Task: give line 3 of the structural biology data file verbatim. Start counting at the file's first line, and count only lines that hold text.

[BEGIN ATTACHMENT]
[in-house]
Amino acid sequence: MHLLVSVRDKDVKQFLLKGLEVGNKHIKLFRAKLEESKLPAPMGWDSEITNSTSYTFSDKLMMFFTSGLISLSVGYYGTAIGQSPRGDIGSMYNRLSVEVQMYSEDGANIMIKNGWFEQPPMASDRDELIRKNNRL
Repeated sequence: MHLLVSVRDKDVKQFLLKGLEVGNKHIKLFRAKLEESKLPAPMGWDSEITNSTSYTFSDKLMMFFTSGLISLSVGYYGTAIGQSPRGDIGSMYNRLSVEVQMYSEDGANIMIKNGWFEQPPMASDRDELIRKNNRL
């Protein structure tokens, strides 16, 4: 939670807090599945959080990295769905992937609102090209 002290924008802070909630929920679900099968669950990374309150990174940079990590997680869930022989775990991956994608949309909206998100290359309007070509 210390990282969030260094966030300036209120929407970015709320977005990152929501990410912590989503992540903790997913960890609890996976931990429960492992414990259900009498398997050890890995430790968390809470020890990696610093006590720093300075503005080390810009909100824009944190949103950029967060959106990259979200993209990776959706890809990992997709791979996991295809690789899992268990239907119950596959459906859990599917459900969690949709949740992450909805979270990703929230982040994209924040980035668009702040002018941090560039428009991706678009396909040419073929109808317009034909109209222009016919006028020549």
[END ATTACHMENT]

Repeated sequence: MHLLVSVRDKDVKQFLLKGLEVGNKHIKLFRAKLEESKLPAPMGWDSEITNSTSYTFSDKLMMFFTSGLISLSVGYYGTAIGQSPRGDIGSMYNRLSVEVQMYSEDGANIMIKNGWFEQPPMASDRDELIRKNNRL